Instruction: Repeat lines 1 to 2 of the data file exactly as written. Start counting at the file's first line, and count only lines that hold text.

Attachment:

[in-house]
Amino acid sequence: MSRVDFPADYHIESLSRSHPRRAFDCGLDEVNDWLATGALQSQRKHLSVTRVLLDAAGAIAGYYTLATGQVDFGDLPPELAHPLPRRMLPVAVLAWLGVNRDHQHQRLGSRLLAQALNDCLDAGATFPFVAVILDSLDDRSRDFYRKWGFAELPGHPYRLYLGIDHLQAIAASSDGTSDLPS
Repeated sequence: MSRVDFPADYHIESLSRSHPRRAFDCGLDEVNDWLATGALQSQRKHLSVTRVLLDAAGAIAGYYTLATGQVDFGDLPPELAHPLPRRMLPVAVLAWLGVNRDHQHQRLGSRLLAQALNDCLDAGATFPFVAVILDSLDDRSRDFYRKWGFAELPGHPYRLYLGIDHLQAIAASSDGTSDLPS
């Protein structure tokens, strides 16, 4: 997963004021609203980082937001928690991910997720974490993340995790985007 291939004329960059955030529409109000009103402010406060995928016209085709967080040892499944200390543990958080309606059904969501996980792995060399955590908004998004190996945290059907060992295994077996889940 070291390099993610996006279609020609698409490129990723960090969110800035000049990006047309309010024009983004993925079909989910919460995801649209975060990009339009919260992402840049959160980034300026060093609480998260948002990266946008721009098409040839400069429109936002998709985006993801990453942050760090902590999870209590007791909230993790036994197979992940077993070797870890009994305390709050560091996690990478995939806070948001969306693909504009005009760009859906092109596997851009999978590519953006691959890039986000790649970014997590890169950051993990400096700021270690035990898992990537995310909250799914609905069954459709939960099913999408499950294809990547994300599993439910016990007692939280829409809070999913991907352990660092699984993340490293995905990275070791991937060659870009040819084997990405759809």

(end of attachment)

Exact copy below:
[in-house]
Amino acid sequence: MSRVDFPADYHIESLSRSHPRRAFDCGLDEVNDWLATGALQSQRKHLSVTRVLLDAAGAIAGYYTLATGQVDFGDLPPELAHPLPRRMLPVAVLAWLGVNRDHQHQRLGSRLLAQALNDCLDAGATFPFVAVILDSLDDRSRDFYRKWGFAELPGHPYRLYLGIDHLQAIAASSDGTSDLPS